AA: In your opinion, what is the best aspect of being involved in professional scouting?
TB: The key is you are doing what you love to do. You have a career that sometimes doesn't feel like a job because you enjoy it so much from going back to when you were a little kid playing baseball. Don't get me wrong. It's a lot of hard work, but it's great working and doing something you have a real passion for.
AA: What advice would you give to those who might be thinking of pursuing a career as a scout in either professional or collegiate sports?
TB: The key is play as long as you can, whether that is until high school, college, or professionally. As a young professional, you need to get out there and learn from somebody that knows the game, is trusted by others in the business, and has built a solid networking base within their sport. Internships and independent work are a great way to get a foundation and get a feel for how things work, but learning from other professionals is the best way to obtain a career in scouting.
AA: Are there any rivalries among scouts for different clubs, or are you friendly toward your counterparts and willing to share information on players?
TB: It's competitive, yet friendly however. When it comes to information, we're all about information gathering. But when it comes down to it, personal opinion of the players is what matters. Overall, organizations stay within their networks to obtain scouting reports.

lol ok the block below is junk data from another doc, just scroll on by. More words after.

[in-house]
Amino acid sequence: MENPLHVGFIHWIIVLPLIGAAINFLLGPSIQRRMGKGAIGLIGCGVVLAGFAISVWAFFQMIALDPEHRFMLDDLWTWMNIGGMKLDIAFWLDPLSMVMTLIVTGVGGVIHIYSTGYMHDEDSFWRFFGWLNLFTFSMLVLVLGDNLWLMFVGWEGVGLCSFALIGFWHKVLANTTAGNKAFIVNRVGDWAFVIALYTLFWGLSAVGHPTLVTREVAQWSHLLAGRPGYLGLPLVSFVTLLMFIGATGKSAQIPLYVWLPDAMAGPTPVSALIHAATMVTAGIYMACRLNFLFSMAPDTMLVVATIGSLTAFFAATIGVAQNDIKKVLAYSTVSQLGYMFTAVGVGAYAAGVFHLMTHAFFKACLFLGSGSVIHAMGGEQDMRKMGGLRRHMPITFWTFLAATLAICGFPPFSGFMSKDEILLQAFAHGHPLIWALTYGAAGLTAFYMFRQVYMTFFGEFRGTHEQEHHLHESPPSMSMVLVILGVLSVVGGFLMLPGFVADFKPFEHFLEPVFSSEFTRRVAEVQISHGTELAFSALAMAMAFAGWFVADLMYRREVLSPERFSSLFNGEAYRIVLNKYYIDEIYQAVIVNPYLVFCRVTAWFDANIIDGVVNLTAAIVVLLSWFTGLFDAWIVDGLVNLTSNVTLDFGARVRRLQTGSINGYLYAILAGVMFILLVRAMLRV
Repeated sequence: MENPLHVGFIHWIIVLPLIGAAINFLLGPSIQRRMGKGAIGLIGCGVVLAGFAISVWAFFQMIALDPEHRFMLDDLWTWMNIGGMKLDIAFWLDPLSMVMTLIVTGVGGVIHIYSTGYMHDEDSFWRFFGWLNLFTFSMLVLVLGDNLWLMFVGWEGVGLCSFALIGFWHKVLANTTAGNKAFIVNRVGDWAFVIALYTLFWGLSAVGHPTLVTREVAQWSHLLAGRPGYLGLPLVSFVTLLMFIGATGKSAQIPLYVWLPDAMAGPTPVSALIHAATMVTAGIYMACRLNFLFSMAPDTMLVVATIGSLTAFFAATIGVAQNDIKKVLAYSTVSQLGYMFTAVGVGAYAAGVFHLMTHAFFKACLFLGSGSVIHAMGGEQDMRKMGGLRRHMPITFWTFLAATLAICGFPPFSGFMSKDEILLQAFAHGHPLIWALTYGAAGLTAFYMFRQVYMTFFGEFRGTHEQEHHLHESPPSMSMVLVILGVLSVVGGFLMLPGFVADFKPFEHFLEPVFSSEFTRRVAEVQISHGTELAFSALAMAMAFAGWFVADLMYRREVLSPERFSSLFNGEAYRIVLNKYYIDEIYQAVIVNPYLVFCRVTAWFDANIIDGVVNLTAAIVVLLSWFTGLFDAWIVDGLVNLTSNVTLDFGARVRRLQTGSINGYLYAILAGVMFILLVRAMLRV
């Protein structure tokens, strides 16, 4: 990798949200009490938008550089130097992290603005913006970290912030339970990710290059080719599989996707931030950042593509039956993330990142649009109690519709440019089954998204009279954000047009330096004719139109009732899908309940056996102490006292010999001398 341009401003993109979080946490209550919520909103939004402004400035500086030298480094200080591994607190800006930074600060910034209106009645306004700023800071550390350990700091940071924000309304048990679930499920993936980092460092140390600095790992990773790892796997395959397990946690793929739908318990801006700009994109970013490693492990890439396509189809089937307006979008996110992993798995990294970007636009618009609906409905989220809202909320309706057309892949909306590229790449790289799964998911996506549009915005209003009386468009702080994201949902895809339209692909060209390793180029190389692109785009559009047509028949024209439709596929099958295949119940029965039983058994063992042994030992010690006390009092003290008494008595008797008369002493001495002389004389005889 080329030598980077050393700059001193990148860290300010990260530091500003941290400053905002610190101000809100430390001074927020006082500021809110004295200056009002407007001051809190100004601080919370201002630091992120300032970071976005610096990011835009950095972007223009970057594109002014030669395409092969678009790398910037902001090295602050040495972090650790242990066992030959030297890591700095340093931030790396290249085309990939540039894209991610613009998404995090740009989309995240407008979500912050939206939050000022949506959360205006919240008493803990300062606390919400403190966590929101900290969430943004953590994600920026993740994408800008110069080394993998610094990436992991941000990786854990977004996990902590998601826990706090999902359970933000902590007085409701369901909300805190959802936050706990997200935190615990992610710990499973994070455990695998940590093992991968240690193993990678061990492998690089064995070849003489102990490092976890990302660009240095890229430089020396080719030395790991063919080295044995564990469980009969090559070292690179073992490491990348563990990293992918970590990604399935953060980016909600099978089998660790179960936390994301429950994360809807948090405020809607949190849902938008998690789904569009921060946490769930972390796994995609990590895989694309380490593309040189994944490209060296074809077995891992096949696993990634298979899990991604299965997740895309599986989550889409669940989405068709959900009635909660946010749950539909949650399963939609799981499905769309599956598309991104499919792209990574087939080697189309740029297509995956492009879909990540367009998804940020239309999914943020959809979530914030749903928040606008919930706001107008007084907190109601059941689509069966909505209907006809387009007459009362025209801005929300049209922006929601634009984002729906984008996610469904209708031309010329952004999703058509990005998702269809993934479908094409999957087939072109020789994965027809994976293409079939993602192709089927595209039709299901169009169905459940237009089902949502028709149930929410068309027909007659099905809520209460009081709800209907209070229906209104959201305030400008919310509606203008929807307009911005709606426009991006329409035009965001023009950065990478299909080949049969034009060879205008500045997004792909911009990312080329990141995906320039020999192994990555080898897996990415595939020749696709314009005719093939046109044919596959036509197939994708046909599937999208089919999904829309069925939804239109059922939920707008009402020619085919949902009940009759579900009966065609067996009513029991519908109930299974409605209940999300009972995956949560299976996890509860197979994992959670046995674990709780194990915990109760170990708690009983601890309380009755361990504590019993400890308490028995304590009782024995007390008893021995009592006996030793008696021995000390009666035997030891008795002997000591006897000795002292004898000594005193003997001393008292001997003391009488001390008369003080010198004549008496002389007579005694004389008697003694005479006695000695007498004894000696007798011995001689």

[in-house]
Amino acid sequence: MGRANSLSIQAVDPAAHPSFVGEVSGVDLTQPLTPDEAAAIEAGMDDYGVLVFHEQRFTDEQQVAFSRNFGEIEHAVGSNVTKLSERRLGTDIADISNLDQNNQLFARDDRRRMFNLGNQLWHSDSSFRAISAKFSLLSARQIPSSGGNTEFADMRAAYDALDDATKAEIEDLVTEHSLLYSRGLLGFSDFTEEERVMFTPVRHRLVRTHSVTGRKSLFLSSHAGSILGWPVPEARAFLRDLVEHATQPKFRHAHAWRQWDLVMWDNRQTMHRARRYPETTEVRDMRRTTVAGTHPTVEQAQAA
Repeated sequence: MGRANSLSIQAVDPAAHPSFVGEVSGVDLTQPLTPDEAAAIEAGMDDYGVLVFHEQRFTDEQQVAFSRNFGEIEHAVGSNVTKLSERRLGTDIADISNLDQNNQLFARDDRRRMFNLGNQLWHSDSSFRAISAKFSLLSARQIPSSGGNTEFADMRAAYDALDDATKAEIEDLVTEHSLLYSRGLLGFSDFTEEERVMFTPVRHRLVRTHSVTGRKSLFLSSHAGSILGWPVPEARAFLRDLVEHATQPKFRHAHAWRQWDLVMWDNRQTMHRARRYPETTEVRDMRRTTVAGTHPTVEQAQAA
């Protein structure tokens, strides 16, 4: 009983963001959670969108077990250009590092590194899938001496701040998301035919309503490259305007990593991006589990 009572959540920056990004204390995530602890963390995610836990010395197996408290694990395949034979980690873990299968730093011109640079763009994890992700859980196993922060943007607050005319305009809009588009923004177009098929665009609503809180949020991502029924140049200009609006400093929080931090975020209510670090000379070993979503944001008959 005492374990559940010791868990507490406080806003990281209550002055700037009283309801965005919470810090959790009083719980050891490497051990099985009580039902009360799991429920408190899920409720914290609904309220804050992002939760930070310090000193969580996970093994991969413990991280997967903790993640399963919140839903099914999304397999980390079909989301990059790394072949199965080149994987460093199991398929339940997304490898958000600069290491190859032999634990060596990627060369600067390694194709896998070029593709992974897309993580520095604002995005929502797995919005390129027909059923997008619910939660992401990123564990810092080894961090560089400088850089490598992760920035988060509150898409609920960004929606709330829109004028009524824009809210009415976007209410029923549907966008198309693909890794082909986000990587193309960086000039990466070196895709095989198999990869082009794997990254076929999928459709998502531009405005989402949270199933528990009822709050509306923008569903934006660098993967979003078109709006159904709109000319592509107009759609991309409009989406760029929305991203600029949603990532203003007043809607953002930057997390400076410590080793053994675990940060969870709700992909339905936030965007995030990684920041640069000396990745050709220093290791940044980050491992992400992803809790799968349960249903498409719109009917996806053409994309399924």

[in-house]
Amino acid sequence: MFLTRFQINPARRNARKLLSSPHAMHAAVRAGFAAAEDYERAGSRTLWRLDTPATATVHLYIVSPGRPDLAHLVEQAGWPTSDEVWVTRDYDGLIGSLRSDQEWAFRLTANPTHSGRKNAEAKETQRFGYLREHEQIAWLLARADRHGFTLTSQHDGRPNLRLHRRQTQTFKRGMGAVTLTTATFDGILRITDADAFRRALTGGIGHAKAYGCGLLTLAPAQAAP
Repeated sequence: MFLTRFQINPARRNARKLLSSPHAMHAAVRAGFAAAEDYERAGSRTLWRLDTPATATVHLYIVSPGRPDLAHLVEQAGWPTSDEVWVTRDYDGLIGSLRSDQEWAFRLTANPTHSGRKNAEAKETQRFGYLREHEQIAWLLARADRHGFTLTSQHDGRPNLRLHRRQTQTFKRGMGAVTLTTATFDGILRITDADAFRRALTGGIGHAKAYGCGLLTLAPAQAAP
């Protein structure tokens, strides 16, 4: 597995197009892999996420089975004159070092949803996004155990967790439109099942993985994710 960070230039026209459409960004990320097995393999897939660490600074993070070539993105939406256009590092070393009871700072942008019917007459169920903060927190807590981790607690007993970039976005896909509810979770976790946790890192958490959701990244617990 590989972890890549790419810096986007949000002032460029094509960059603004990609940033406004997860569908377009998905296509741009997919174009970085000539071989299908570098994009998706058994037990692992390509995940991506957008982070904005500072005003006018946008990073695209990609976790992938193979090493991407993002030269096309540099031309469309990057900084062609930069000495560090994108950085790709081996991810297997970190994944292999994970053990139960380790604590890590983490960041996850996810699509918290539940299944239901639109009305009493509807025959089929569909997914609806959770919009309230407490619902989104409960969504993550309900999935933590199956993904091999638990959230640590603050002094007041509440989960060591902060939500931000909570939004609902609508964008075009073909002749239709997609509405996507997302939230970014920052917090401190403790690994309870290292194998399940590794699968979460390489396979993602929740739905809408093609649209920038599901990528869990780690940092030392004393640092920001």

AA: In the highly competitive world of scouting, do clubs try to “steal” away scouts from other clubs? Are there any type of anti-poaching rules in place to prohibit this from occurring?
TB: There are rules in place for “tampering” when a club does want someone. If a club is interested in a scout working for their organization, they have to go through a strict, formal process that starts with asking permission to talk with the scout via approval from their GM. It is not allowed to try and obtain scouts from other teams in an informal fashion; there is a process that needs to be [followed] before any negotiations take place.
AA: When it comes to scouting amateur players, what is it that you believe is the deciding factor with respect to a player's future other than his playing abilities?
TB: The make-up of that player. See if they have a great work ethic history. How do they handle failure? Is he mentally tough enough to endure the long season and the mental grind that comes with that? Obviously the player has to be good, but if he does not posses all of these qualities, that is something you have to take into consideration, considering many of these players out of high school usually haven't had to deal with much failure in their career so far.
AA: What advice can you give to high school players evaluating their options to either play in the Minor Leagues or go to college?